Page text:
The Missing Marjorie West

The Missing
Marjorie West
McKean County, Pennsylvania


Marjorie’s sister, Dorothea at age 12, 1939

Dorothea at age 65, 1993

Marjorie West was only 4 years old when she disappeared on Mother’s Day, May 8, 1938 in McKean County, Pennsylvania. It has been 84 years since she vanished. 
The family of five; Shirley (father) and Cecilia (mother) along with Marjorie and her two siblings, 11 year old Dorothea and 7 year old Allan, attended a church in Bradford, Pennsylvania. Afterwards, they drove along highway 219 to a clearing in the Allegheny Forest in Marshburg, Pennsylvania for a picnic to celebrate Mother’s Day. It was there that the family met up with close family friends, Mr. and Mrs. Lloyd Akerlind. 
At 3pm Cecilia headed to the road to rest in her vehicle while her husband prepared to go trout fishing with Lloyd in a nearby stream. The girls, Dorothea and Marjorie wanted to pick wildflowers around a large boulder in the area. Dorothea walked away from Marjorie with her bouquet of flowers, to deliver them as a gift for their mother. In just a few minutes of being alone, Marjorie had vanished. 
The police were notified, but no evidence of Marjorie’s whereabouts was found. Police dogs were brought in to pick up her scent trail through the surrounding forest area and 3,000 locals and 500 policemen conducted massive searches for 5 months, but still nothing came of it. 
Several newspaper articles state the dogs followed Marjorie’s scent “half a mile up a mountain” to a cabin with its door nailed shut. However, nothing of interest was found inside. Other articles say Marjorie’s scent was followed to the road alongside the forest. 
Marjorie’s first cousin Catherine wrote a blog post about her disappearance in 2006. “The searches found the crushed bouquet of violets, picked for her mother on Mother’s Day, lying on the ground not far from the rock.”
It is mostly believed that little Marjorie wandered into the forest and became lost, or that she had fallen into an abandoned oil well. But without much evidence, anything had become possible. Engineers pumped out the muddy well, but nothing was found. 
There was a theory that she was picked up on the road because witnesses told the police that three cars had passed by the clearing at around 3pm. Two of the three drivers were identified only two days later. The third driver, who witnesses claimed was a man, was seen fleeing in his Plymouth sedan so fast that an oncoming motorist had to pull off the road and into a ditch to avoid a collision. 
Marjorie’s father Shirley refused to leave the forest, searching for a full 7 days before finally agreeing to come home. He ate a meal at home and then returned to the woods to continue the search. Mother, Cecilia, stayed at home so she would not miss a phone call. Around 1953, the couple had divorced.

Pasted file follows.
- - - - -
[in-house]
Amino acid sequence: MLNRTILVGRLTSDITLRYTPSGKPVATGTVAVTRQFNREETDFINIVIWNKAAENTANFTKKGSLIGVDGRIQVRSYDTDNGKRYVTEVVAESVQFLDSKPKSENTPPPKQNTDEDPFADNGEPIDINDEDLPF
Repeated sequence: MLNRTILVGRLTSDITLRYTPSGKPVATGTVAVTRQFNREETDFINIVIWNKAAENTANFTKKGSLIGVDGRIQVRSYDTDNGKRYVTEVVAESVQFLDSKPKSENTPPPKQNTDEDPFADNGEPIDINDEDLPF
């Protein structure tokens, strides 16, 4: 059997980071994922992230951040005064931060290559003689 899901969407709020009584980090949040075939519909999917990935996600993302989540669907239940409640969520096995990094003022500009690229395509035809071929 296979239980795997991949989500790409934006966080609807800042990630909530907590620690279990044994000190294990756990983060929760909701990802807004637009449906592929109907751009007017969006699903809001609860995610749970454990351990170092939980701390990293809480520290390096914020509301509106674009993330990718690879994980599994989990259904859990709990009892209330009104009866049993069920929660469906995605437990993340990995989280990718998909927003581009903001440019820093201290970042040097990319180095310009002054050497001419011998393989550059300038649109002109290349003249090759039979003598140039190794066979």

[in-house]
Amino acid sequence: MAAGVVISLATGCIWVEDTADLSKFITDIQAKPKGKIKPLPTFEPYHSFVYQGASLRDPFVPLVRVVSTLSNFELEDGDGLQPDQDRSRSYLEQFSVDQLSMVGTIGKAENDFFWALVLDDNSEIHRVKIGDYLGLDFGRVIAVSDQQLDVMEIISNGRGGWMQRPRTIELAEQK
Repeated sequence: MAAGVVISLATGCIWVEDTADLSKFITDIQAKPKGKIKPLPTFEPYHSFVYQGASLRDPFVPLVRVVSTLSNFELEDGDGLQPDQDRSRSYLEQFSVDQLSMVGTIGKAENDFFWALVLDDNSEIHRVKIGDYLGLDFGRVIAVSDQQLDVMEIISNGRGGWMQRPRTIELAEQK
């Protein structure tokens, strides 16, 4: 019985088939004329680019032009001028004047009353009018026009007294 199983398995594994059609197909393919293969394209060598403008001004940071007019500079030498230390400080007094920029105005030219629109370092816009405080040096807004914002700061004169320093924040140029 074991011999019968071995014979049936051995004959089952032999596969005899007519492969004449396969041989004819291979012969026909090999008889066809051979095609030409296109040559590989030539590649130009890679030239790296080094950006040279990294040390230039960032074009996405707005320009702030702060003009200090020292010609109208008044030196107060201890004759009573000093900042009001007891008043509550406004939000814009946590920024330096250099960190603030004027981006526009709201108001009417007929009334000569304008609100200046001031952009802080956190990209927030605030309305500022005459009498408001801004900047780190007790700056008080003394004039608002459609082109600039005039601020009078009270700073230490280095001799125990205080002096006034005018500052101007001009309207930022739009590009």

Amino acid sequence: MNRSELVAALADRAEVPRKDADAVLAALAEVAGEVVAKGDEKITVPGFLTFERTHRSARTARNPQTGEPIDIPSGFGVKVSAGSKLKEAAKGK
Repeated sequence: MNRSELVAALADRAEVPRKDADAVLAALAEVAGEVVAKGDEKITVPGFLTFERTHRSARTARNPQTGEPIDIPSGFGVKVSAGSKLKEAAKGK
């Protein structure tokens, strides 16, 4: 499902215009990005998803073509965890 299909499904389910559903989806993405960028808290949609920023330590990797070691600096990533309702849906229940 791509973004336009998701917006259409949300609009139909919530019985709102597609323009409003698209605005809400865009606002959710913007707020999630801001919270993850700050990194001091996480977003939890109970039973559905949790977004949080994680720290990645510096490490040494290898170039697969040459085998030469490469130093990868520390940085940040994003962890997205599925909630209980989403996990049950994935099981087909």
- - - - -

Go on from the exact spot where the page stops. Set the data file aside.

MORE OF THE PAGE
Around 1998, when the internet was becoming more widespread, a writer and college professor named Harold Thomas “Bud” Beck, posted a $10,000 reward for information regarding Marjorie. He included up-to-date photos of Dorothea, assuming Marjorie would resemble her. A woman contacted him saying she had worked with a nurse named Sylvia in Florida who looked similar. Harold decided to take a trip to meet her. The nurse did look like Dorothea, but she denied being Marjorie. All was quiet until 2005, when Harold heard from Sylvia, she had moved to North Carolina to live in her childhood farmhouse. When Harold caught up with her there, she related a story that her mother told her when she was nearing the end of her life. In 1938, Sylvia’s father left that very farm, and took a drive north to work in oil refineries over the winter. He was an assistant engineer at Kendall Refining. When spring rolled around, he headed back towards home, and drove south, past the Allegheny Forest on Mothers Day, and he struck a little girl with his vehicle. There was no one around in sight, so he picked the child up and placed her in his car. He was afraid she was dead, but as he drove, the little girl began to gain consciousness, and seemed to be unharmed. He and his wife had lost their only daughter that winter, so he decided to take her to the farm and raised her there. A few years later, he lost an arm in the second world war and he told his wife it was “God’s way of punishing him for what he had done.” Sylvia claimed she used to tell her parents that she remembered another family, but they dismissed it. She claimed to have remembered the names Dorothea and Allen as a child. She said she also remembered a place with “snow way over her head.” After world war two, her parents had four more children. The nurse told Harold the story, on two conditions: one, he couldn’t tell anyone of her identity except for Dorothea because she wanted to meet her, and two, Harold could not publish her story until after she died. Unfortunately, by that time, Dorothea was ill and couldn’t meet the nurse, who was possibly her sister. 
Sylvia passed away in February of 2009. Harold kept the other promise, and waited until 2010 to publish his book, “Finding Marjorie West.” Not many people looked at this story as credible, however, including Catherine.
Marjorie’s closest family members went to their grave hoping she was still alive somewhere.
There are many, many theories surrounding her disappearance, and I highly recommend looking into the links provided to find out more in-depth information, and to form your own opinions.
Marjorie West has never officially been found and her case remains unsolved.

If you have any information about this case, please contact the McKean County Sheriff’s Office at 814-887-3454.


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